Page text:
picture of graduate student Aiden Hallihan

Aiden Hallihan

M.Sc. Biomechanics Candidate, McGill University (2018)
B.Sc. Kinesiology (Honors), University of New Brunswick (2016)
 

Current research:

- Ice Hockey Skating

Personal Statement:

I began my graduate studies in the McGill Ice Hockey Research Group in Fall 2016 under the supervision of Dr. David Pearsall as a Master’s student. My Bachelor of Science in Kinesiology degree from the University of New Brunswick led me to further pursue my interests in biomechanics at the graduate level. I have always had a strong interest in how sports and biomechanics coincide to alter performance variables in hockey equipment. Ice hockey specific research is something that only seemed natural for me to study as I grew up playing the sport. I intend to investigate the kinematics of ice hockey skates using 3D motion capture software.


picture of PhD student Daniel Aponte

Daniel Aponte

M.Sc. Clinical Exercise Physiology, Concordia University (2013)
B.Sc. Exercise Science, Concordia University (2010)

Current research:

- Hockey Helmet Fit

Personal Statement:

I began work in the field of biomechanics during my masters, when I developed a behavioural paradigm to test the anticipatory postural behaviour in an animal model. Using a custom built force-plate and video analysis, I used classical conditioning to successfully train rodents to associate a stimulus tone to a platform perturbation. I then worked as a research assistant with Dr. Karen Li, and a research coordinator at the Concordia PERFORM Centre. The projects I worked on with Dr. Li focussed primarily on the effects of aging and mild hearing loss have on mobility and cognition.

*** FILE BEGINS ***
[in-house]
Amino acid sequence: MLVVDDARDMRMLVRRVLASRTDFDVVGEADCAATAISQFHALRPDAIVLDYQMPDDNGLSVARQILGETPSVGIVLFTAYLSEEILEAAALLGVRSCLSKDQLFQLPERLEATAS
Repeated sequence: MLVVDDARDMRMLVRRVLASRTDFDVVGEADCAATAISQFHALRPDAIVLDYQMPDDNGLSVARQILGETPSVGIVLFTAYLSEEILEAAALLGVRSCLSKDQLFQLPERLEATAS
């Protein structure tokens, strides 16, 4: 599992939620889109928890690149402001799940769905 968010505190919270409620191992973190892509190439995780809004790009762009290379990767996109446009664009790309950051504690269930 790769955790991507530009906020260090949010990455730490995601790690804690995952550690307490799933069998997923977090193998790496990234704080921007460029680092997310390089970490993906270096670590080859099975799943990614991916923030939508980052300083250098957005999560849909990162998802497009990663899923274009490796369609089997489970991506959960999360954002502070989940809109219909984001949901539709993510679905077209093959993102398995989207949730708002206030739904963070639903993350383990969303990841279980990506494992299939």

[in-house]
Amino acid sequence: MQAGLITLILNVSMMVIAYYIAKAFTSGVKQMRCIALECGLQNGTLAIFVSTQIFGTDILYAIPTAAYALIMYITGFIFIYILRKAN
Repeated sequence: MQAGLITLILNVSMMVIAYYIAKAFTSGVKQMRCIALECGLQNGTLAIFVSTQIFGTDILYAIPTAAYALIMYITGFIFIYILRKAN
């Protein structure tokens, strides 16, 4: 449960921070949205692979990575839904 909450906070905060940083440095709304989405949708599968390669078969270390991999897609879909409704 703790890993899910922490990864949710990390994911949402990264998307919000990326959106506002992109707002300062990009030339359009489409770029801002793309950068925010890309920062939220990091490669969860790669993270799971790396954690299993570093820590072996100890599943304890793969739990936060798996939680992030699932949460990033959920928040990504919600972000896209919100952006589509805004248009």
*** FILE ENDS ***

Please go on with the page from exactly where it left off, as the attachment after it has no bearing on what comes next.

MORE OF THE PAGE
My doctoral work at the IHRG is in a very different branch of biomechanics: protective equipment. My project will be centered on the question of hockey helmet fit. Using medical imaging (MR and CT), I want to visualize the interface of head and helmet, and analyse how different heads actually fit within a helmet (point-loading, gapping, etc.), in the hopes that maximizing fit leads to improved impact management. 


picture of graduate student Daniel Boucher

Daniel Boucher

M.Sc. Biomechanics Candidate, McGill University (2017)
B.Sc. Honours in Human Kinetics, St. Francis Xavier University (2015)

Current research:

- Three-dimensional kinematic analysis of ice hockey wrist and slapshots on the ice surface

Personal Statement:

I began my research with the Ice Hockey Research Group in the fall of 2015, under the direction of Dr. David Pearsall. Both science and sport have both long been passions of mine, and I see sport specific research as a fantastic opportunity to participate in them. I applied to McGill after garnering 2 years of experience as a lab assistant in the Sports Biomechanics lab at St. Francis Xavier University under Dr. Sasho MacKenzie. My current thesis work intends to provide a more fundamental understanding of the kinematics involved in producing ice hockey shots.